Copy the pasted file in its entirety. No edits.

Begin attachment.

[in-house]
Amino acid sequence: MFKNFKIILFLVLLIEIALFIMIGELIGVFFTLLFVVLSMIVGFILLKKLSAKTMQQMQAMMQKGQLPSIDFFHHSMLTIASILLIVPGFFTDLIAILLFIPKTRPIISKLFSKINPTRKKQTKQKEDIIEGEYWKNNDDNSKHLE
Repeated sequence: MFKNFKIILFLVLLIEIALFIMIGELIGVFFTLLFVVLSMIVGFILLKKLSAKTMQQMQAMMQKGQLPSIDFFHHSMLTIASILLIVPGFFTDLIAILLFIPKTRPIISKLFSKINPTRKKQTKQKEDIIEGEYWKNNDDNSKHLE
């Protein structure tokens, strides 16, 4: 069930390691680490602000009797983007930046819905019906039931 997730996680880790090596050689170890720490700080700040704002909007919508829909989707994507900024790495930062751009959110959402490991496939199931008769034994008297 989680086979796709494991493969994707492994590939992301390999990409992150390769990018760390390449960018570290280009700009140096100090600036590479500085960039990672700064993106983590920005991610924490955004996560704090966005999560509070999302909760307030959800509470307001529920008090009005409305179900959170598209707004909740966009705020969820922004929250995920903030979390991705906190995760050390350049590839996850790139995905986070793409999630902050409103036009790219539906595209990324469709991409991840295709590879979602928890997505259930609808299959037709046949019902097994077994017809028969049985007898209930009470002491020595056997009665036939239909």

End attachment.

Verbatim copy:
[in-house]
Amino acid sequence: MFKNFKIILFLVLLIEIALFIMIGELIGVFFTLLFVVLSMIVGFILLKKLSAKTMQQMQAMMQKGQLPSIDFFHHSMLTIASILLIVPGFFTDLIAILLFIPKTRPIISKLFSKINPTRKKQTKQKEDIIEGEYWKNNDDNSKHLE
Repeated sequence: MFKNFKIILFLVLLIEIALFIMIGELIGVFFTLLFVVLSMIVGFILLKKLSAKTMQQMQAMMQKGQLPSIDFFHHSMLTIASILLIVPGFFTDLIAILLFIPKTRPIISKLFSKINPTRKKQTKQKEDIIEGEYWKNNDDNSKHLE
């Protein structure tokens, strides 16, 4: 069930390691680490602000009797983007930046819905019906039931 997730996680880790090596050689170890720490700080700040704002909007919508829909989707994507900024790495930062751009959110959402490991496939199931008769034994008297 989680086979796709494991493969994707492994590939992301390999990409992150390769990018760390390449960018570290280009700009140096100090600036590479500085960039990672700064993106983590920005991610924490955004996560704090966005999560509070999302909760307030959800509470307001529920008090009005409305179900959170598209707004909740966009705020969820922004929250995920903030979390991705906190995760050390350049590839996850790139995905986070793409999630902050409103036009790219539906595209990324469709991409991840295709590879979602928890997505259930609808299959037709046949019902097994077994017809028969049985007898209930009470002491020595056997009665036939239909």